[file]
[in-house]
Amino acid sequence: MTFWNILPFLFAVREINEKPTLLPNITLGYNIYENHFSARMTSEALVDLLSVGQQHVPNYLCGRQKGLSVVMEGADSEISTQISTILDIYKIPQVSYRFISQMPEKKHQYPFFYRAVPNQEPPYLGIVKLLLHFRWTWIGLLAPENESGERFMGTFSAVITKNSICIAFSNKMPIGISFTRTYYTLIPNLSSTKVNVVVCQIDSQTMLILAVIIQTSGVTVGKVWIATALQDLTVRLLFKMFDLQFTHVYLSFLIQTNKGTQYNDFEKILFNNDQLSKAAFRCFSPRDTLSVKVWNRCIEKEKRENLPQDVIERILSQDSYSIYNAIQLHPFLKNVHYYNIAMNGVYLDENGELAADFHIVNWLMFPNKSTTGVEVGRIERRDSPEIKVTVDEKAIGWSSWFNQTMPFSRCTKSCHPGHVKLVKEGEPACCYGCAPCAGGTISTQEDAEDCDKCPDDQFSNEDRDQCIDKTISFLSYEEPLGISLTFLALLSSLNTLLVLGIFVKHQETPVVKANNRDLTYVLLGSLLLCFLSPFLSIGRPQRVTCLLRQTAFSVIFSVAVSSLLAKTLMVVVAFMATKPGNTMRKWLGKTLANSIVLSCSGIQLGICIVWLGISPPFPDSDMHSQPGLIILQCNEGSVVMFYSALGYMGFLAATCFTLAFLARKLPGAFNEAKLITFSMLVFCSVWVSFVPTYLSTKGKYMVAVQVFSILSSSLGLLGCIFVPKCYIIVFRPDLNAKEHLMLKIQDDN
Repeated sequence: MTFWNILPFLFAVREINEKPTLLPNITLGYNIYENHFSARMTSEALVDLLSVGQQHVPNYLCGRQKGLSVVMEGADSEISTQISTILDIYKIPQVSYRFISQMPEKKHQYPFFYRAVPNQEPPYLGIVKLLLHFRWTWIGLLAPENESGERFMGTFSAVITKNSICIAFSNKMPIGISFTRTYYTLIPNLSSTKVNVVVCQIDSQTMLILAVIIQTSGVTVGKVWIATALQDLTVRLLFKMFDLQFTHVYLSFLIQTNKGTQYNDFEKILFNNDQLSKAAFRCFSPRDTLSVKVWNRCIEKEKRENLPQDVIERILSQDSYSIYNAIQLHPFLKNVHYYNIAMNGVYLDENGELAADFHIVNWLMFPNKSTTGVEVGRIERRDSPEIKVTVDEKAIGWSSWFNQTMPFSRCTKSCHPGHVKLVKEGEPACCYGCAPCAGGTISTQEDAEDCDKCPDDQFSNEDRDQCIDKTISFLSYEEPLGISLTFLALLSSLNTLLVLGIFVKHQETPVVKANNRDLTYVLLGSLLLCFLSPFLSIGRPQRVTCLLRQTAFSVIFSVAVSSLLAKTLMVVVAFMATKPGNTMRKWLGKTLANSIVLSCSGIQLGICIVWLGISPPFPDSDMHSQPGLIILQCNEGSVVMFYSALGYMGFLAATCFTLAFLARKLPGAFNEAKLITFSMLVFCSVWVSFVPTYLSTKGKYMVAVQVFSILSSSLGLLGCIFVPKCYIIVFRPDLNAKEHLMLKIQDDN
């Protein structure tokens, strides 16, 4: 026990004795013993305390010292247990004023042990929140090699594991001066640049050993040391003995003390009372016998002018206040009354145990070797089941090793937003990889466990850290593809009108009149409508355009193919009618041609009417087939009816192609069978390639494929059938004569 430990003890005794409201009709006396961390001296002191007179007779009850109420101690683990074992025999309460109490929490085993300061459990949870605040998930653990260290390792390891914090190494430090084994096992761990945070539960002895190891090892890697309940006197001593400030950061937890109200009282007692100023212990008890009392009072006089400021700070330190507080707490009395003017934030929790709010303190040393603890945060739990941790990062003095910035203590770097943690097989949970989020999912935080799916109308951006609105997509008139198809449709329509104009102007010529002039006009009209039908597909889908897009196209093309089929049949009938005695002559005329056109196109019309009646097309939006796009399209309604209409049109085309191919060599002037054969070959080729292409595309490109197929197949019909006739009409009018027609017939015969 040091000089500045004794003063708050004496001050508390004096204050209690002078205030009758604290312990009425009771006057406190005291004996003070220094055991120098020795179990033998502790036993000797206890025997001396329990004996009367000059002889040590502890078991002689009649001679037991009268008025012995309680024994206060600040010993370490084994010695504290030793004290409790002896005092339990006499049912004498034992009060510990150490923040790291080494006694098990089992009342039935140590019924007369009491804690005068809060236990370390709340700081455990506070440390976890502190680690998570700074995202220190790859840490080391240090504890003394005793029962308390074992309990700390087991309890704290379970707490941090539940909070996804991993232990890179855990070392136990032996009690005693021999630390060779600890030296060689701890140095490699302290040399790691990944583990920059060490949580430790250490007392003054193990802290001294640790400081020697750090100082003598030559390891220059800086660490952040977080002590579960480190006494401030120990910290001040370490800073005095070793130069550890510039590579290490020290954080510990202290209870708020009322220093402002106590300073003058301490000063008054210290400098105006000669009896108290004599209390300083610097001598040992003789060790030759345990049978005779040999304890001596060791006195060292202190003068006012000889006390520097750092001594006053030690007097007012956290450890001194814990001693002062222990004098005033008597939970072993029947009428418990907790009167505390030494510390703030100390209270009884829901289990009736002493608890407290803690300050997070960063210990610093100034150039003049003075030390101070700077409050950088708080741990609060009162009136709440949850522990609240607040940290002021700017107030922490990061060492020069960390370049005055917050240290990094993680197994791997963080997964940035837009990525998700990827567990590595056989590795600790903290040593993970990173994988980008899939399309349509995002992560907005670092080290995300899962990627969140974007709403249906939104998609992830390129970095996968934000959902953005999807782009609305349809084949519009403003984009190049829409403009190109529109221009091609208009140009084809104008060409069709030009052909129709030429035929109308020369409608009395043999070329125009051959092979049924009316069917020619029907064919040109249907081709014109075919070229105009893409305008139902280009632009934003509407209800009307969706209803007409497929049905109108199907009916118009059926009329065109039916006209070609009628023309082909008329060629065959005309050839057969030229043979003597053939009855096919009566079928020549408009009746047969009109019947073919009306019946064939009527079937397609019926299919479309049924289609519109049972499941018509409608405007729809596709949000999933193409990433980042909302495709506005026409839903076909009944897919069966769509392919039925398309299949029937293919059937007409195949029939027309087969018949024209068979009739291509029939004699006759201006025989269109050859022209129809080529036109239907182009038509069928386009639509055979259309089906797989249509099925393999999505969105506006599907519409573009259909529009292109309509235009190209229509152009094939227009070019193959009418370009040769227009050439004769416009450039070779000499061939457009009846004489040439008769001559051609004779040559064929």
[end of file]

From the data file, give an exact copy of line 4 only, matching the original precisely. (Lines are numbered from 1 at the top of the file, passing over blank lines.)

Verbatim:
């Protein structure tokens, strides 16, 4: 026990004795013993305390010292247990004023042990929140090699594991001066640049050993040391003995003390009372016998002018206040009354145990070797089941090793937003990889466990850290593809009108009149409508355009193919009618041609009417087939009816192609069978390639494929059938004569 430990003890005794409201009709006396961390001296002191007179007779009850109420101690683990074992025999309460109490929490085993300061459990949870605040998930653990260290390792390891914090190494430090084994096992761990945070539960002895190891090892890697309940006197001593400030950061937890109200009282007692100023212990008890009392009072006089400021700070330190507080707490009395003017934030929790709010303190040393603890945060739990941790990062003095910035203590770097943690097989949970989020999912935080799916109308951006609105997509008139198809449709329509104009102007010529002039006009009209039908597909889908897009196209093309089929049949009938005695002559005329056109196109019309009646097309939006796009399209309604209409049109085309191919060599002037054969070959080729292409595309490109197929197949019909006739009409009018027609017939015969 040091000089500045004794003063708050004496001050508390004096204050209690002078205030009758604290312990009425009771006057406190005291004996003070220094055991120098020795179990033998502790036993000797206890025997001396329990004996009367000059002889040590502890078991002689009649001679037991009268008025012995309680024994206060600040010993370490084994010695504290030793004290409790002896005092339990006499049912004498034992009060510990150490923040790291080494006694098990089992009342039935140590019924007369009491804690005068809060236990370390709340700081455990506070440390976890502190680690998570700074995202220190790859840490080391240090504890003394005793029962308390074992309990700390087991309890704290379970707490941090539940909070996804991993232990890179855990070392136990032996009690005693021999630390060779600890030296060689701890140095490699302290040399790691990944583990920059060490949580430790250490007392003054193990802290001294640790400081020697750090100082003598030559390891220059800086660490952040977080002590579960480190006494401030120990910290001040370490800073005095070793130069550890510039590579290490020290954080510990202290209870708020009322220093402002106590300073003058301490000063008054210290400098105006000669009896108290004599209390300083610097001598040992003789060790030759345990049978005779040999304890001596060791006195060292202190003068006012000889006390520097750092001594006053030690007097007012956290450890001194814990001693002062222990004098005033008597939970072993029947009428418990907790009167505390030494510390703030100390209270009884829901289990009736002493608890407290803690300050997070960063210990610093100034150039003049003075030390101070700077409050950088708080741990609060009162009136709440949850522990609240607040940290002021700017107030922490990061060492020069960390370049005055917050240290990094993680197994791997963080997964940035837009990525998700990827567990590595056989590795600790903290040593993970990173994988980008899939399309349509995002992560907005670092080290995300899962990627969140974007709403249906939104998609992830390129970095996968934000959902953005999807782009609305349809084949519009403003984009190049829409403009190109529109221009091609208009140009084809104008060409069709030009052909129709030429035929109308020369409608009395043999070329125009051959092979049924009316069917020619029907064919040109249907081709014109075919070229105009893409305008139902280009632009934003509407209800009307969706209803007409497929049905109108199907009916118009059926009329065109039916006209070609009628023309082909008329060629065959005309050839057969030229043979003597053939009855096919009566079928020549408009009746047969009109019947073919009306019946064939009527079937397609019926299919479309049924289609519109049972499941018509409608405007729809596709949000999933193409990433980042909302495709506005026409839903076909009944897919069966769509392919039925398309299949029937293919059937007409195949029939027309087969018949024209068979009739291509029939004699006759201006025989269109050859022209129809080529036109239907182009038509069928386009639509055979259309089906797989249509099925393999999505969105506006599907519409573009259909529009292109309509235009190209229509152009094939227009070019193959009418370009040769227009050439004769416009450039070779000499061939457009009846004489040439008769001559051609004779040559064929």